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Ancient Sumer Vs, Ancient Egypt

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Ancient Egyptian and Mesopotamian Cultures Around the time 4,000-1,000 BC there were two major western civilizations. Those civilizations were the Ancient Egyptians and the

Mesopotamians. Many similarities exist between the civilizations of Ancient Egypt and

Mesopotamia, as well as many differences. Both Egypt and Mesopotamia were polytheistic,

that is, they believed their worlds were ruled by more than one god. Both cultures also

believed that they themselves were created for the purpose of serving their gods. Their

similarities include the existence of educational systems and codes of law. Their

differences are found partly in those similarities, as well as their medical practices

and their interpretations of the great floods. There are many patterns that are common of

the civilizations of Ancient Egypt and Mesopotamia, which shows that there were some

patterns of development that might be common to early civilizations, but they probably

didn't have very much contact with each other. Both of the civilizations believed in

education. The people of Sumer were expected to do what was asked of them and to behave

properly while in school. If the pupils were late for school or failed to complete their

assignments, they would be beaten with a stick, or caned. One story about a Sumerian boy,

who was not doing well in school, tells of the kinds of small things children would be

punished for, such as poor penmanship. This story shows us how common this sort of

discipline was: "Who was in charge of drawing said 'Why when I was not here did you stand

up?' caned me. My teacher said 'Your hand is not good,' caned me." (A Sumerian Schoolboy,

SPV 15). It seams that if they misbehaved at all during school they would be punished by

being by a cane. The school children of Egypt were advised by their fathers to be men of

pride and to listen to their people. The advice that a father gave to his son was very

important, telling that son how to behave to make both himself and his family proud.

"Take counsel with the ignorant, as well as the wise" (A Father's Advice, SPV 31) advises

that wisdom may be found from the lips of all people; not only from the scholars or

artisans, but from the slaves and common folk as well. The Ancient Egyptians and

Mesopotamians had different theories as to how they came about and why they were created.

Both civilizations believed that the gods created them. The Mesopotamians believed that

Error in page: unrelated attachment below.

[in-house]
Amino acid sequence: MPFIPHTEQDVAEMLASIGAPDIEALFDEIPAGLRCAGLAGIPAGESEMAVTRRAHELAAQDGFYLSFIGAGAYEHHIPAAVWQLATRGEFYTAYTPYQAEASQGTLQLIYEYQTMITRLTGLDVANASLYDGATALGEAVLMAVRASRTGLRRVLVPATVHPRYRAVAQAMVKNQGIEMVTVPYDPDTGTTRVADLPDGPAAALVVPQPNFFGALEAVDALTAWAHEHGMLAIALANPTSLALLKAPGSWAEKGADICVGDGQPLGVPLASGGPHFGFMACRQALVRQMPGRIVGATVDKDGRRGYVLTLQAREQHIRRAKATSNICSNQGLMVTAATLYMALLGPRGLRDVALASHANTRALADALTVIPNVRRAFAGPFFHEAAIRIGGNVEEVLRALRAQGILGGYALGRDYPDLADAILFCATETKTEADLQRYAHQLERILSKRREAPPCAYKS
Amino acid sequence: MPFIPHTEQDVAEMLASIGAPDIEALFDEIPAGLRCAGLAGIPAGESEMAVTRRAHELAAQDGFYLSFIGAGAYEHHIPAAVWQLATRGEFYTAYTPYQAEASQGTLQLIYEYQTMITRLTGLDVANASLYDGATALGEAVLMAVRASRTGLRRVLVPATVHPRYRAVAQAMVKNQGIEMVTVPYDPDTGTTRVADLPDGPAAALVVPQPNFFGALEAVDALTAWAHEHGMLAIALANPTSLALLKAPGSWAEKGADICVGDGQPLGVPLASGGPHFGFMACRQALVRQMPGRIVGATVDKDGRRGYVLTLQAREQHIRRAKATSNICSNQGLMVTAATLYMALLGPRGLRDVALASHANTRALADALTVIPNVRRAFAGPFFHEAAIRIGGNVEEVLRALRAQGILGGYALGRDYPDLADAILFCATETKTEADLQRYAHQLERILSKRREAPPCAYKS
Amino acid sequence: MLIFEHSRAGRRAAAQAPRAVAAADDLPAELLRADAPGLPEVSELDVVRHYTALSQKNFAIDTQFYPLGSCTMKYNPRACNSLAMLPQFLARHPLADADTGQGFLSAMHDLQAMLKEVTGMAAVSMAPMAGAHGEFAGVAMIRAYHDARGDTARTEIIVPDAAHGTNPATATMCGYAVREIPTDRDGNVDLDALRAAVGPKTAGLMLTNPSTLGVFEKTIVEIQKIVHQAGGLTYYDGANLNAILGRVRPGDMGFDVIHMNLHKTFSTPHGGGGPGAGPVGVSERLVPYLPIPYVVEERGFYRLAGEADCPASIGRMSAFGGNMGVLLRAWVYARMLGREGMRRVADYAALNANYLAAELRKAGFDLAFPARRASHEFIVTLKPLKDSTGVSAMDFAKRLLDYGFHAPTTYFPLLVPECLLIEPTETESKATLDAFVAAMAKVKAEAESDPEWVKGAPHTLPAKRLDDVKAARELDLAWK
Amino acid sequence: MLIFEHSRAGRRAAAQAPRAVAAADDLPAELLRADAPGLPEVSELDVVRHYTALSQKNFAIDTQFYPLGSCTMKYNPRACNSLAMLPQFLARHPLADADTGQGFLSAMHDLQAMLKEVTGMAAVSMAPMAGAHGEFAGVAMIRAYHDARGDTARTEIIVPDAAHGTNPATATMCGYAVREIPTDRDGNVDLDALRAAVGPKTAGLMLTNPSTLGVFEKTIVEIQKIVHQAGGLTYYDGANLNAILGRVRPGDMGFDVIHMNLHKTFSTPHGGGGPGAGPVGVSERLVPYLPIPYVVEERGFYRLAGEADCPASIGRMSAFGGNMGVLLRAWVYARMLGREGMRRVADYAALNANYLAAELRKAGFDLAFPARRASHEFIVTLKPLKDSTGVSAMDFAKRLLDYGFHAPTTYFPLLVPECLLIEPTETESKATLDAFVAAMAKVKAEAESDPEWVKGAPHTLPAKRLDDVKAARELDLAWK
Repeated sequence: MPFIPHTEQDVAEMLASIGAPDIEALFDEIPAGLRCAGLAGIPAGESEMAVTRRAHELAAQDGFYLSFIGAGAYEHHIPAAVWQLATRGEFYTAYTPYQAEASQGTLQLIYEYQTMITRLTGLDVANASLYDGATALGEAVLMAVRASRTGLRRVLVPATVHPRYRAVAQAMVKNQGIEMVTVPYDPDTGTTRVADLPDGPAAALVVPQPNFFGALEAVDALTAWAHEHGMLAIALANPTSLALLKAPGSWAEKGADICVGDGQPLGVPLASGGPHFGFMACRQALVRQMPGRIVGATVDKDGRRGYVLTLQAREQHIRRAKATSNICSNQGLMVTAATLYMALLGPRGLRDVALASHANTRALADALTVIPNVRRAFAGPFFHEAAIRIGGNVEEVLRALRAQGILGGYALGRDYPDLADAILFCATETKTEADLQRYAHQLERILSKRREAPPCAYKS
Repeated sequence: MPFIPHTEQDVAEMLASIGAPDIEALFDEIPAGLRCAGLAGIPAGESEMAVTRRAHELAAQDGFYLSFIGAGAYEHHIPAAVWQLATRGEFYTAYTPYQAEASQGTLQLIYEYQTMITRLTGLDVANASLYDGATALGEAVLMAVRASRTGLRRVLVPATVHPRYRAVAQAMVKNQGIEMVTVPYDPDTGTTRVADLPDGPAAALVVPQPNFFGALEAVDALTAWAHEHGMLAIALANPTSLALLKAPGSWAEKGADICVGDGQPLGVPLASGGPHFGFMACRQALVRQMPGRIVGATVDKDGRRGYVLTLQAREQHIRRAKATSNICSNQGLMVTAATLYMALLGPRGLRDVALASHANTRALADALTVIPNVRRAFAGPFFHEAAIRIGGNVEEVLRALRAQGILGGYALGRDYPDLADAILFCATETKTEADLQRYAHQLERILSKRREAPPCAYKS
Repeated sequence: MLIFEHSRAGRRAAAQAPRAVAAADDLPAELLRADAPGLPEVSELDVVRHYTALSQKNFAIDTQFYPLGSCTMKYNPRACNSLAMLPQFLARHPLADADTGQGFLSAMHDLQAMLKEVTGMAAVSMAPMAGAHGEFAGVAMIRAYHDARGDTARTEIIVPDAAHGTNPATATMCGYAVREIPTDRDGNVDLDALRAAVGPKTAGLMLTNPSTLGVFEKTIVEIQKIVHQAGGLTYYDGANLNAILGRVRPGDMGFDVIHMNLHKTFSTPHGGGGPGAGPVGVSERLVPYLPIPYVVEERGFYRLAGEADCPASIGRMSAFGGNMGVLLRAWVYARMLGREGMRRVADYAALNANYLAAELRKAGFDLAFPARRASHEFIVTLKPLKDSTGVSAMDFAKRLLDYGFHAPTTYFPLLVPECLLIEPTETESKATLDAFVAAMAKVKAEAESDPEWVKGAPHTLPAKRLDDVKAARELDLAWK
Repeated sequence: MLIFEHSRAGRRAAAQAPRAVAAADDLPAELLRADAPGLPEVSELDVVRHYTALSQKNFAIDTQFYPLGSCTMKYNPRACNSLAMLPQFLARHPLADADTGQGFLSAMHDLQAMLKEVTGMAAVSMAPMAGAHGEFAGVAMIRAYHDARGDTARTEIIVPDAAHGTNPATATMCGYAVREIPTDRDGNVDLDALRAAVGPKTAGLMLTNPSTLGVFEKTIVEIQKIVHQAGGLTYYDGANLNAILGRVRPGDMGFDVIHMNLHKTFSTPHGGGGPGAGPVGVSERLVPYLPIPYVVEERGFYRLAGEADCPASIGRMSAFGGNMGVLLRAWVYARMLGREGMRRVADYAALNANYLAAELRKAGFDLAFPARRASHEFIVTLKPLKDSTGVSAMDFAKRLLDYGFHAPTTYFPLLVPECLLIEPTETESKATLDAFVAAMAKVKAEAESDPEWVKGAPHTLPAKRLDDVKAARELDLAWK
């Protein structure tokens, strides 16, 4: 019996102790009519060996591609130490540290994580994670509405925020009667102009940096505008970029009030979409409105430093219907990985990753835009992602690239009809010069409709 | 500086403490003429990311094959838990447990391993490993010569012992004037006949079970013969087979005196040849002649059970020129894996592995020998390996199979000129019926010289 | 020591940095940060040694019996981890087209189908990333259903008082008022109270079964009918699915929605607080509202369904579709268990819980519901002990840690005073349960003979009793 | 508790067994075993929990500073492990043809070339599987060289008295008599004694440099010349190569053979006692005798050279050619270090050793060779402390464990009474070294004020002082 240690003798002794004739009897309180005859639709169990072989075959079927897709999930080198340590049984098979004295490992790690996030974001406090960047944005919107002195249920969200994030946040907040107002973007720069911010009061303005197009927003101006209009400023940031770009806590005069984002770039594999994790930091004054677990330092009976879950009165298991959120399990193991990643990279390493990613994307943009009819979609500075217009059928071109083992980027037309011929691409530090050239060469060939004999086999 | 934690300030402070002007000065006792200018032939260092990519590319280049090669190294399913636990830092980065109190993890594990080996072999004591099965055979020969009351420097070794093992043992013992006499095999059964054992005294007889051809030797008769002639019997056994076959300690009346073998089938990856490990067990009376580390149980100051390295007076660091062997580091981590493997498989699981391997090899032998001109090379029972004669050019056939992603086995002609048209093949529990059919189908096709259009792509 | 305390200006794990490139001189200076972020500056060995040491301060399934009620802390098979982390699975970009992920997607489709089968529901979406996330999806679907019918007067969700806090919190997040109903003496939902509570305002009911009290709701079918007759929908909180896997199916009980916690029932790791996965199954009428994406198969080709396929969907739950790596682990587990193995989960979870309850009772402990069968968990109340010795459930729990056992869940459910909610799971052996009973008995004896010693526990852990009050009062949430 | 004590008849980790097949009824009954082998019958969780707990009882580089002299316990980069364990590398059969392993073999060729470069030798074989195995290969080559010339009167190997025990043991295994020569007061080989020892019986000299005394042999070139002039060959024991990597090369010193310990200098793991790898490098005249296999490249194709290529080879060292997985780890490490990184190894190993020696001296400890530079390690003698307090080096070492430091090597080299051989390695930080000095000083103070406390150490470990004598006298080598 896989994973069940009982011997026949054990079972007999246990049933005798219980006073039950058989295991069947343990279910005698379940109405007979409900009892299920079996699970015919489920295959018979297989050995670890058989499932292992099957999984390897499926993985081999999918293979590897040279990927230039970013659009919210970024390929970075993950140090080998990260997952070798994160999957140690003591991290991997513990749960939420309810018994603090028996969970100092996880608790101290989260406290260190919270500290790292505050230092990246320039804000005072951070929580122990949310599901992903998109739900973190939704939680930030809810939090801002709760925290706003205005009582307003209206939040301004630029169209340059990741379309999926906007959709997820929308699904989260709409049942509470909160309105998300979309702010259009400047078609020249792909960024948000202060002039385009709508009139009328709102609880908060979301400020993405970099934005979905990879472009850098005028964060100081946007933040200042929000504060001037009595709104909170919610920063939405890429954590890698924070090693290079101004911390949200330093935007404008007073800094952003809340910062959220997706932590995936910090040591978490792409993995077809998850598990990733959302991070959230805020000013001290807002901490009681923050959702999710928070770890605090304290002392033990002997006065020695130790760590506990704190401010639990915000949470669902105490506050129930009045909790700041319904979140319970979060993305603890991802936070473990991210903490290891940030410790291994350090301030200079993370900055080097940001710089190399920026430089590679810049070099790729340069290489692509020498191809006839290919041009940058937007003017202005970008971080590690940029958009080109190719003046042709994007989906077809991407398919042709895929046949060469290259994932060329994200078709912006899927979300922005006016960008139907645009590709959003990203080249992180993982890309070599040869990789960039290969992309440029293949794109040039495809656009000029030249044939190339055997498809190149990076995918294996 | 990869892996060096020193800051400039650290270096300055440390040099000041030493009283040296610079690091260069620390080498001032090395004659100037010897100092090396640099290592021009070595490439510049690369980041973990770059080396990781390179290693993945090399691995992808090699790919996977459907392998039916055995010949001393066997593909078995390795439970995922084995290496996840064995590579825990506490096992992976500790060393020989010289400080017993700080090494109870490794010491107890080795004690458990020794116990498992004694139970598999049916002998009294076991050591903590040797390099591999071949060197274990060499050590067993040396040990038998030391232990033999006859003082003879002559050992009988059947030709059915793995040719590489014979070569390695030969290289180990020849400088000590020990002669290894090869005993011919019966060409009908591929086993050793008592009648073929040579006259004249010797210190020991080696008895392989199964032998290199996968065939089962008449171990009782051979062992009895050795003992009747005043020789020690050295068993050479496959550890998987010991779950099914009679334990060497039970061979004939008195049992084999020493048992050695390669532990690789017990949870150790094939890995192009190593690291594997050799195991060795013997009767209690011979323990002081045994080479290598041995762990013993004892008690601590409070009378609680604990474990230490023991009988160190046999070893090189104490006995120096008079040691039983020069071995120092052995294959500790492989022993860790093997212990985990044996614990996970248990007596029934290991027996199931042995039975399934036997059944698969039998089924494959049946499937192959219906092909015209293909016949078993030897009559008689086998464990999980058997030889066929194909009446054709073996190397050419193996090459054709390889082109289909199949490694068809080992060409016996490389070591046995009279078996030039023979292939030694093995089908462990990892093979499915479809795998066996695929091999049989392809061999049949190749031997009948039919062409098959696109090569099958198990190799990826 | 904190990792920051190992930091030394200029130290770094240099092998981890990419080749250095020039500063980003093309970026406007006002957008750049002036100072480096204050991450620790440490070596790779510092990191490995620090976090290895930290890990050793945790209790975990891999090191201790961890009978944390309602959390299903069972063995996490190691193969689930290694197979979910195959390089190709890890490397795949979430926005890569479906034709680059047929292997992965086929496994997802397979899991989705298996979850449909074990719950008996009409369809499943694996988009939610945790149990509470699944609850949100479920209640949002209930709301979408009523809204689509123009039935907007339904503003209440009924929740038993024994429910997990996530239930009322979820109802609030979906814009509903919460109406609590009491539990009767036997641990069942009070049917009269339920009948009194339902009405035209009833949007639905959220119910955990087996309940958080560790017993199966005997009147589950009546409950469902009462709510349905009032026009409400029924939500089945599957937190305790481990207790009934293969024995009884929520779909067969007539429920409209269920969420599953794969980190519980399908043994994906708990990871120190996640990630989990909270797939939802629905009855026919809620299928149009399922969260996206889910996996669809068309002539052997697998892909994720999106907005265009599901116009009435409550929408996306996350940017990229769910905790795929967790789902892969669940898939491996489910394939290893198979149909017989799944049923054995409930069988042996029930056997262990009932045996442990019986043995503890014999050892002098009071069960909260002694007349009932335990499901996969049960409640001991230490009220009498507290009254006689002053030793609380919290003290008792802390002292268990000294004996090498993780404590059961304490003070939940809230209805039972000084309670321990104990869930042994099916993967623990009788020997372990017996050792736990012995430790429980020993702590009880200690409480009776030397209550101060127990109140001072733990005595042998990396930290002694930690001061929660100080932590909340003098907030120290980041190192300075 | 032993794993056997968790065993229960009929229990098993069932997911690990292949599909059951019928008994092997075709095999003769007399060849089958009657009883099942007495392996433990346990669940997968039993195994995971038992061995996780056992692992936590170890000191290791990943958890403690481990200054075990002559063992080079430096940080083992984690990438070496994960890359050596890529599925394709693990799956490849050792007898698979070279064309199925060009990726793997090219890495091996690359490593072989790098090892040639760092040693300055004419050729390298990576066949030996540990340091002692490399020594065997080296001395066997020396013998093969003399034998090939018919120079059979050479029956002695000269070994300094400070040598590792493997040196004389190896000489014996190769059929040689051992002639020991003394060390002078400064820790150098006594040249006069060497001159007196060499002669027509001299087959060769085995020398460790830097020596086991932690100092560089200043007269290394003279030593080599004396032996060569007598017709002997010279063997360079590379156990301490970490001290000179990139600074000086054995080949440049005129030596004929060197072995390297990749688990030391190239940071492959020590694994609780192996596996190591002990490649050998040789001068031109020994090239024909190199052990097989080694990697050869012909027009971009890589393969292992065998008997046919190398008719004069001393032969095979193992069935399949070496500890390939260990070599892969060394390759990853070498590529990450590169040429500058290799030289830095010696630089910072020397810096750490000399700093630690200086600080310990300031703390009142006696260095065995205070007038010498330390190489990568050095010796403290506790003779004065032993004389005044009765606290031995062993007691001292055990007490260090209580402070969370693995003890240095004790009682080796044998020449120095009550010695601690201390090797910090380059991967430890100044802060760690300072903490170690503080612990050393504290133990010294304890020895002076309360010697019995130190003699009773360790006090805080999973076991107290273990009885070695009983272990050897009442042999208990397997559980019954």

the mightier gods forced the lesser gods into slavery, and that the Mesopotamian people

were created to take over for those lesser gods when they revolted. "When the gods, like

man, bore the work, carried the labor-basket-the labor-basket of the great gods-the work

was heavy, much was the distress..." (A Creation Myth: "Let Man Carry the Labor-Basket of

the Gods, SPV 13) is saying that the lesser gods had to do the hard labor before man was

created. "While Nintu is present, let the birth-goddess create the offspring, let man

bear the labor-basket of the gods" was what Enlil said after he agreed to create humans

to do the physical labor. "I have removed your heavy labor, have placed your labor-basket

on man," is what he said to the gods after humans were created. (A Creation Myth: "Let

Man Carry the Labor-Basket of the Gods, SPV 13). The Egyptian creation theory is

different from that of the Mesopotamians. The Egyptians thought that Khepri created all

the humans and created the other gods as well. It was believed the Kherpi created the

lesser gods from his spit and humans from his semen. "I planned in my own heart, and

there came into being a multitude of forms of beings, the forms of children and the forms

of their children. I was the one who copulated with my fist, I masturbated with my hand.

Then I spewed with my own mouth: I spat out what was Shu, and I sputtered out what was

Tefnut." (The Book of Knowing the Creations, HD #5). The Code of Hammurabi is the

Mesopotamian written code of law. It is a very complete and specific code of law, which

allowed specific punishment for almost every crime that could be committed against the

Mesopotamian people. The laws are also very severe when it comes to punishment. Law

number twenty-two states that, "If a man has robbed and has been captured, that man shall

be put to death." Law number twenty-five say that "If a fire broke out in a man's house

and a man who has come to extinguish the fire has lifted up his eyes to the property of

the householder and has taken the property of the householder, that man shall be thrown

into the fire." Law number fifty-three states that "If a man has neglected to strengthen

the dyke of his canal, and a breach has opened in his dyke, and the waters have ravaged

the meadow, the man in whose dyke the breach has been opened shall make good the corn

that he caused to be lost." (The Code of Hammurabi, ARC 5). Despite



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